I tried hard to ignore the feeling that what they were teaching me was less than useful. This one day though, we were going through knife disarms.
I’ll never forget both the insanity and yet the admirable honesty of one of the instructors there. After having us drill a knife disarm repeatedly, he flat out told us it would not work in a real fight, but it was a “cool party trick”.
That was the end of my Kempo experience.
If my memory serves me correctly, we tried about three different Tae Kwon Do schools. The first two were Tae Kwon Do schools, the last one was a school that taught Tae Kwon Do. If you catch my drift.
In the upstairs of this old business complex was a small space that was half apartment, half Dojang. The instructor there was a short little Korean man who was probably one of the friendliest people I’ve ever met in New Jersey. Him and my mother hit it off so well I thought they were long lost siblings.
I thought this was it. This guy was teaching Tae Kwon Do as a legit fighting art. No trophies, no competition, no flashy dobok, just the way of the hand and foot. I was in there. Training had finally resumed.
As I kicked and punched my way across those sweaty blue mats on the second story of this man’s apartment, an old foe came back from the past.
The Reaper and his sickle. My health couldn’t sustain the rigors of legit Tae Kwon Do. I was struggling, hard.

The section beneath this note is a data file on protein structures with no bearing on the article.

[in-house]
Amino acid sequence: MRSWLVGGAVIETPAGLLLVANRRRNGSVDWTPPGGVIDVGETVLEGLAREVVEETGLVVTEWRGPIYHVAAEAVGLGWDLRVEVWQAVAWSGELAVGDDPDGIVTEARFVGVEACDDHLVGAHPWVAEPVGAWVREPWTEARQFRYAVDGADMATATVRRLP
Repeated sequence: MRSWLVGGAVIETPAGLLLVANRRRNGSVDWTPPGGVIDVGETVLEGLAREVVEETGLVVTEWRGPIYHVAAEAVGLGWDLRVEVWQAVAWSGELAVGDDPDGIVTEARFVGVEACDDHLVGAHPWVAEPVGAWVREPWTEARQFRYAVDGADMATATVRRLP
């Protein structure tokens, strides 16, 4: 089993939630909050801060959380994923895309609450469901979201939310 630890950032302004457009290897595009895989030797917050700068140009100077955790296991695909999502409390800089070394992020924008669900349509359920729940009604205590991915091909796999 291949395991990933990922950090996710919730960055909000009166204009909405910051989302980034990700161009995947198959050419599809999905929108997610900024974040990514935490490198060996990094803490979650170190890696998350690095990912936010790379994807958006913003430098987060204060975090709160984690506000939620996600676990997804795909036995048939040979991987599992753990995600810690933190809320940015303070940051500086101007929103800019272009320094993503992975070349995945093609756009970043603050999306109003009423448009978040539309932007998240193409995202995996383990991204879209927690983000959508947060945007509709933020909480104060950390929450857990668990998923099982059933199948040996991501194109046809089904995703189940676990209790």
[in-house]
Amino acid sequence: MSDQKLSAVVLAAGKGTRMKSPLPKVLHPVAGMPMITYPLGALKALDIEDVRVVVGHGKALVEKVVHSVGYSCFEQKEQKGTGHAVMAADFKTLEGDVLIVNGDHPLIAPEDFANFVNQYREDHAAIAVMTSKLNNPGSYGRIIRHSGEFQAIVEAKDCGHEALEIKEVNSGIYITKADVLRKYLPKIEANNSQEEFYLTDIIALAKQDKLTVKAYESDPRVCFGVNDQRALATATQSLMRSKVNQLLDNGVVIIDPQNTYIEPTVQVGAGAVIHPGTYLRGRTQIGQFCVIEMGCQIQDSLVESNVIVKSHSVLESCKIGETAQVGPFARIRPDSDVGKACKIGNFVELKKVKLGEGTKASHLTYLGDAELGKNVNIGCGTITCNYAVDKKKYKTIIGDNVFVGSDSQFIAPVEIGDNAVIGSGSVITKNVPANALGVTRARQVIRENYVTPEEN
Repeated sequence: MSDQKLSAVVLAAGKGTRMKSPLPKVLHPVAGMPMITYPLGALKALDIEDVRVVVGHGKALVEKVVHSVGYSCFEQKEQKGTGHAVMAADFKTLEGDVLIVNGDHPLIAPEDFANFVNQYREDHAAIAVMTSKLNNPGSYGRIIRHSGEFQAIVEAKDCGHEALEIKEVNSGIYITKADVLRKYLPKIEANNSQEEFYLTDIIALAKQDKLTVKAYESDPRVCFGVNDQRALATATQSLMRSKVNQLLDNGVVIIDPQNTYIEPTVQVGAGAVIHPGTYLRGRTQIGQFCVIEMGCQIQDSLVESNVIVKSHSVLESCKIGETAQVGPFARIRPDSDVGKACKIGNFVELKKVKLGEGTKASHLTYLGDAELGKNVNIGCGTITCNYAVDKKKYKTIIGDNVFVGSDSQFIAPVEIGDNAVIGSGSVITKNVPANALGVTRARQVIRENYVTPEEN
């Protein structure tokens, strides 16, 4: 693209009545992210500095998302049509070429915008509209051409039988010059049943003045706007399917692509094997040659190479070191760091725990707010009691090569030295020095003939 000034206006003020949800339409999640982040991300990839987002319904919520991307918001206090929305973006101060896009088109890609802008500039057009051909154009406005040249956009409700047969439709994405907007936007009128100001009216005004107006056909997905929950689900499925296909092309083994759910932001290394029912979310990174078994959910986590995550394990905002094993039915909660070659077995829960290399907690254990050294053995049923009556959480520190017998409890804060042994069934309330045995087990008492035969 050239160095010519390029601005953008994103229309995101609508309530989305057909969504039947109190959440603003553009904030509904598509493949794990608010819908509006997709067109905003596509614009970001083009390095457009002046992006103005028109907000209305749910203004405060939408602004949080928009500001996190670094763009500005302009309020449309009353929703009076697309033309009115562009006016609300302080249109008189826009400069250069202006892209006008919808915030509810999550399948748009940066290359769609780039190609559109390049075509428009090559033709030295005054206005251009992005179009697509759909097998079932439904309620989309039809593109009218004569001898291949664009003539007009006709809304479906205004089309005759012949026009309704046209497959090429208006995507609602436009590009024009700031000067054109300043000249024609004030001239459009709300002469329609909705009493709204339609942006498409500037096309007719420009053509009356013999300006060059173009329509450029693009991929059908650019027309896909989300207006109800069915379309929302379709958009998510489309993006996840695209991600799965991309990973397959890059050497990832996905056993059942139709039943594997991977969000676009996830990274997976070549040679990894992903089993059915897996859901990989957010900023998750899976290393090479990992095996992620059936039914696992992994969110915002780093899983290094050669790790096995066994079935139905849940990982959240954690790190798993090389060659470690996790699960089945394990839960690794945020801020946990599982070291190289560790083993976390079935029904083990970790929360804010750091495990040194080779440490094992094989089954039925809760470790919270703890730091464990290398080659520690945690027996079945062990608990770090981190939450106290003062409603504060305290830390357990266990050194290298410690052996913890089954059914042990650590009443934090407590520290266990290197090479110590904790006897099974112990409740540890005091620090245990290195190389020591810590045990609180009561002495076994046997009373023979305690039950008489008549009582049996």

The gentleman who taught me also had experience in the Chinese martial arts. Namely, Tai Chi Chuan.
Chapter 3: Tai Chi
He knew Tai Chi not only as a health exercise, but as a fighting system. When we found this out my mother and I were ecstatic. We figured, the gentle nature of Tai Chi and it’s many health benefits, taught as a fighting art, would have suited me perfectly.
I remember excitedly asking “Master Jeong, could you teach me Tai Chi instead of Tae Kwon Do?”
For some reason though, he refused. To this day I’m still not sure why. Although I see now everything has a purpose. However, at the time, it made no sense to me. We would have payed him the same amount. Classes would have been on the same day. He just… Refused. He flat out said no. Even though he was well aware of my health situation, and how much of a strain Tae Kwon Do was putting on me, he wouldn’t budge.
My mother was sorely, sorely disappointed. She got it in her head though that, due to my health, Tai Chi was the way to go. After exhausting every school in the area, and having some of the worst luck in history, we found a Tai Chi school another few towns over.
Here we go, this is it. I thought. Just as I started training again, a new enemy came forth.
My mother was diagnosed with breast cancer. Stage two.
Training, once again, was put on the back burner. The stress, noise, pollution, and misery of New Jersey was getting to be too much for my mother.